The High Court has temporarily stopped the National Transport and Safety Authority (NTSA) from denying 14-seater matatu operators licences.
Justice Enoch Chacha Mwita issued the directive after 24 matatu saccos in Nairobi challenged the government’s plan to phase out the low-capacity public service vehicles.
“An order is hereby issued until February 15, prohibiting the NTSA from effecting Section 4(2) and 4(3) of Legal Notice 179 of December 31, 2014, when processing the road service PSV licences for the petitioners,” Justice Mwita said. The notice ordered the licensing of PSVs that carry fewer than 25 passengers stopped from January 1, 2016.
But Justice Mwita promised to issue a comprehensive ruling on February 15, “since the government has indicated that the first batch of 11 trains and 64 high-capacity commuter buses will arrive in Nairobi at around that time”.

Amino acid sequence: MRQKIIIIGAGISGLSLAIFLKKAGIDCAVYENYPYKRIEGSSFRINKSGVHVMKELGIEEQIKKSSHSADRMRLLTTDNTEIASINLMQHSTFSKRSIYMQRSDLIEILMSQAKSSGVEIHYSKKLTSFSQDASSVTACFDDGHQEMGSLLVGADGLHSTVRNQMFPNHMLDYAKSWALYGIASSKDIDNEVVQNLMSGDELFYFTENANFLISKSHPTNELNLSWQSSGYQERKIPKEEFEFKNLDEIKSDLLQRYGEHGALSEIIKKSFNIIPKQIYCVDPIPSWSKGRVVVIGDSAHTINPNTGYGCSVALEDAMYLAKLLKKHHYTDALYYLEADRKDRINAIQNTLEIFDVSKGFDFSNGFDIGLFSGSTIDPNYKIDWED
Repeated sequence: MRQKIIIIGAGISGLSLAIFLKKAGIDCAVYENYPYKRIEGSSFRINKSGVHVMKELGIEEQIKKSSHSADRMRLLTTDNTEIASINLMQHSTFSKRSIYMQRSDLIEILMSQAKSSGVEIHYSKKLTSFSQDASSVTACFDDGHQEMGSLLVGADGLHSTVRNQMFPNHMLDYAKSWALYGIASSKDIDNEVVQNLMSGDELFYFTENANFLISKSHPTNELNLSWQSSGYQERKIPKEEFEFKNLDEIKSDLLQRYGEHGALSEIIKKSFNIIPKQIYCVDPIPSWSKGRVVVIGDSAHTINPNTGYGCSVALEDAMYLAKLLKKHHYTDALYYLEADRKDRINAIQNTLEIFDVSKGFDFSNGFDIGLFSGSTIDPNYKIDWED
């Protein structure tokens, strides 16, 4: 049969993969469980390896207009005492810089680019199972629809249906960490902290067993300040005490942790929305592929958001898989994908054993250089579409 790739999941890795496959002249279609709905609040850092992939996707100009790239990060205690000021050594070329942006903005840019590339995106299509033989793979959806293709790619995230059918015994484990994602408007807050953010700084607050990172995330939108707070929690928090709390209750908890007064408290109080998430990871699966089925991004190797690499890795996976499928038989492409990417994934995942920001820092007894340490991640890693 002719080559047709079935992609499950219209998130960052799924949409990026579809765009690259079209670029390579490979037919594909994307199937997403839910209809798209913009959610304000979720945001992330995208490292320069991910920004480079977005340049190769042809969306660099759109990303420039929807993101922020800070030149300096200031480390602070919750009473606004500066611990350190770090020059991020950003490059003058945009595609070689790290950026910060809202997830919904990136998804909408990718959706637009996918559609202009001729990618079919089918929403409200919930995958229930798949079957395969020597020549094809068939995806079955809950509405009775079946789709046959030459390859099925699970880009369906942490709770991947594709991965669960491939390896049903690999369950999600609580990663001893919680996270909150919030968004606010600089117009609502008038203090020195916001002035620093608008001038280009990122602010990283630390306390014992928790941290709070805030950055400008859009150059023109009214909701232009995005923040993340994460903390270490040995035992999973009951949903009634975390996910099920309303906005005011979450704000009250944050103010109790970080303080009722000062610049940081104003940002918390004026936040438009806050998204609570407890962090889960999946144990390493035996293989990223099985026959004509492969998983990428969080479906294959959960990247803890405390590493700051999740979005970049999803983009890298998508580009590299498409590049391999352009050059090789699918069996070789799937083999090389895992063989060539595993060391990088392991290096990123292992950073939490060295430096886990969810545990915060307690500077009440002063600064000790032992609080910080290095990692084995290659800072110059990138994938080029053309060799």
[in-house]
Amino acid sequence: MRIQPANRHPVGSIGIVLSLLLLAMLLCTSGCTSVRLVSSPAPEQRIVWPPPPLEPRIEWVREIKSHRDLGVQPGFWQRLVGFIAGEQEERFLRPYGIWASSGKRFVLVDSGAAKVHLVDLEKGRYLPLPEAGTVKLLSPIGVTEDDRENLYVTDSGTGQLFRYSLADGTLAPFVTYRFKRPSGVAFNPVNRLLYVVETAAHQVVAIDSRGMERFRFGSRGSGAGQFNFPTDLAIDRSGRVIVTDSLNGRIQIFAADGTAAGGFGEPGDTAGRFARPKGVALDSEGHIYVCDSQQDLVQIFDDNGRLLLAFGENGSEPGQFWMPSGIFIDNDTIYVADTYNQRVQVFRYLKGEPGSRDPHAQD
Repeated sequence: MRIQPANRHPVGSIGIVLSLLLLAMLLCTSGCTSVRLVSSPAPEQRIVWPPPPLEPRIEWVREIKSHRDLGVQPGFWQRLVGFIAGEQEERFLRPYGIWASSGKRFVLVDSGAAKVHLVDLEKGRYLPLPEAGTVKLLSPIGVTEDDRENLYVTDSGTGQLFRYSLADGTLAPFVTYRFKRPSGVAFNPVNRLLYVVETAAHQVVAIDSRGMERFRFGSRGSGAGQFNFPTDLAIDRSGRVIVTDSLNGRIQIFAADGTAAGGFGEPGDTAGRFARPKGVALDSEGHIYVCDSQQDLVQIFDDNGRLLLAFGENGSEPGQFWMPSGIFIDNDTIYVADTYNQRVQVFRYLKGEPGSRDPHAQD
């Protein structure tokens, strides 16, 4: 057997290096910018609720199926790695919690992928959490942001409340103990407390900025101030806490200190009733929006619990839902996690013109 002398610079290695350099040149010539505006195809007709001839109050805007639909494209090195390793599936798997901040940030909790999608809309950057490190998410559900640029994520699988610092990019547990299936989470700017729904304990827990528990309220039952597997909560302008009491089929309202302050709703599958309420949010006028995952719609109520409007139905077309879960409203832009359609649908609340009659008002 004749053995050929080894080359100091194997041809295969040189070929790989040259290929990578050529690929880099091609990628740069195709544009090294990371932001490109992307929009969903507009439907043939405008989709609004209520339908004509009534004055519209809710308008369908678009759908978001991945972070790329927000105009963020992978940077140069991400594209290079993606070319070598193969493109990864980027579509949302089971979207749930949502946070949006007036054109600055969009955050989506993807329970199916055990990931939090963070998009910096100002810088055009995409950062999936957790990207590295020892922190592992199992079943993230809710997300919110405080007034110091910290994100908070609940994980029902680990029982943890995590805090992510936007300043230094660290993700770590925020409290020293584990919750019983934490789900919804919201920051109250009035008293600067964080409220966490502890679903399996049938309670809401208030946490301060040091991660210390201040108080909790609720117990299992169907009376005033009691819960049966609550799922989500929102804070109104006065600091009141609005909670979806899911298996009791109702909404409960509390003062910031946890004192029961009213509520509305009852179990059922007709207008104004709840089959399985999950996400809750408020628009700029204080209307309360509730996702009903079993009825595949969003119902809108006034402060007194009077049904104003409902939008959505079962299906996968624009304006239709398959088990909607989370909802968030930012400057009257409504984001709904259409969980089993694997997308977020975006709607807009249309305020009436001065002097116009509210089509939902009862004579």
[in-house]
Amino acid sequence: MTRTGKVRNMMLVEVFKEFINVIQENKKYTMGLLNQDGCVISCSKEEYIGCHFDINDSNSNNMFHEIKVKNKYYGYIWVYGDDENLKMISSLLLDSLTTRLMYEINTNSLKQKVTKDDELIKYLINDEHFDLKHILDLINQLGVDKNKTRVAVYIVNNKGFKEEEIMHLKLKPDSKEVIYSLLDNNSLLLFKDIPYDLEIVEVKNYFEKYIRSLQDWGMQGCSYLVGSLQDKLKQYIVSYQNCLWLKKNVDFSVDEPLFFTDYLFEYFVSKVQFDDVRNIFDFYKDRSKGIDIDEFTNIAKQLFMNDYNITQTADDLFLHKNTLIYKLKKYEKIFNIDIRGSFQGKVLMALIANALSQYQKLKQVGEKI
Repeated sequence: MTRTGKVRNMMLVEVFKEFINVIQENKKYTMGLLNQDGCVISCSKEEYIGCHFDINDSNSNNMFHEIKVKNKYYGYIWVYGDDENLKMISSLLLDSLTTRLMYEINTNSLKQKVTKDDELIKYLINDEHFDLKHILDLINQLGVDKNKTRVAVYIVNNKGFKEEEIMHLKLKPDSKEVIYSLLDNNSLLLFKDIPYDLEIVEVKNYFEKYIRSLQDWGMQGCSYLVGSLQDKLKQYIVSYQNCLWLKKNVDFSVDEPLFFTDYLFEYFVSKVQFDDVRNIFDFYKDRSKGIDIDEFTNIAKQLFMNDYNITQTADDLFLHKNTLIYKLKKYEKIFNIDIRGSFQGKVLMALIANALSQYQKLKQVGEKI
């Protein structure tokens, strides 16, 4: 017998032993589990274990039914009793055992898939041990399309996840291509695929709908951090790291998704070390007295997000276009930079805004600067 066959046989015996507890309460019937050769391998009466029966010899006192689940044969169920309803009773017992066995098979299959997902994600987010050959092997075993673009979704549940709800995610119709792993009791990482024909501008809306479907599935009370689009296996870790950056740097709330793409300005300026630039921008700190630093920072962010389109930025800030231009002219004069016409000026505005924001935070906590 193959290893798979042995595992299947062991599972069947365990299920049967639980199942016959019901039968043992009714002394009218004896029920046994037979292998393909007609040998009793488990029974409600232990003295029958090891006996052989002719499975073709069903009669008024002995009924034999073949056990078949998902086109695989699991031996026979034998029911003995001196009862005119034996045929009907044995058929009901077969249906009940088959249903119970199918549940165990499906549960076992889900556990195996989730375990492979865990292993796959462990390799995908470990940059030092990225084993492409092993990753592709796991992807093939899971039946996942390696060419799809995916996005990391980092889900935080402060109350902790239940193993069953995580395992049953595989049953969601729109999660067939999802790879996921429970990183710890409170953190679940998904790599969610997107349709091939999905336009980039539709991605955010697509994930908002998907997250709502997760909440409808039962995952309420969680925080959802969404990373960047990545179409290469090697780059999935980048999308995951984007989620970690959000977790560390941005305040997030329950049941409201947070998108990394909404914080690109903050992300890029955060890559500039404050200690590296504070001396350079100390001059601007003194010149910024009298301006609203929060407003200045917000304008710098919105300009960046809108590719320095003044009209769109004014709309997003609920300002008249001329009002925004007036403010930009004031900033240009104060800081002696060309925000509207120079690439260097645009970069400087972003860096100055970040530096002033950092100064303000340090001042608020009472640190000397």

On December 7, Transport Cabinet Secretary James Macharia said reliance on matatus was not sustainable and linked it to the congestion and disorder common in major urban areas, including Nairobi, Mombasa and Kisumu.
He also indicated that the plan will be implemented in Nairobi and other major towns within two to three years.
But the announcement did not go down well with matatu operators, who felt short-changed, saying the government planned to replace them with trains and a bus rapid transit (BRT) system.
In documents filed by the saccos, they have accused the NTSA of acting contrary to their expectations.
Through lawyer Harrison Kinyanjui, they argued that the government was going against its own wish to have more people employed. More than 200,000 families would be left without livelihoods, as the 14-seater PSVs employ 224,292 individuals, he said.
The operators also said that the notice had not been approved by Parliament.
“Unless the court intervenes and issues restraining conservatory orders, this matter will remain a mere academic exercise yet the petitioners have sought the court’s intervention,” said Mr Kinyanjui.
He noted that as of November 18, the directive had not been implemented.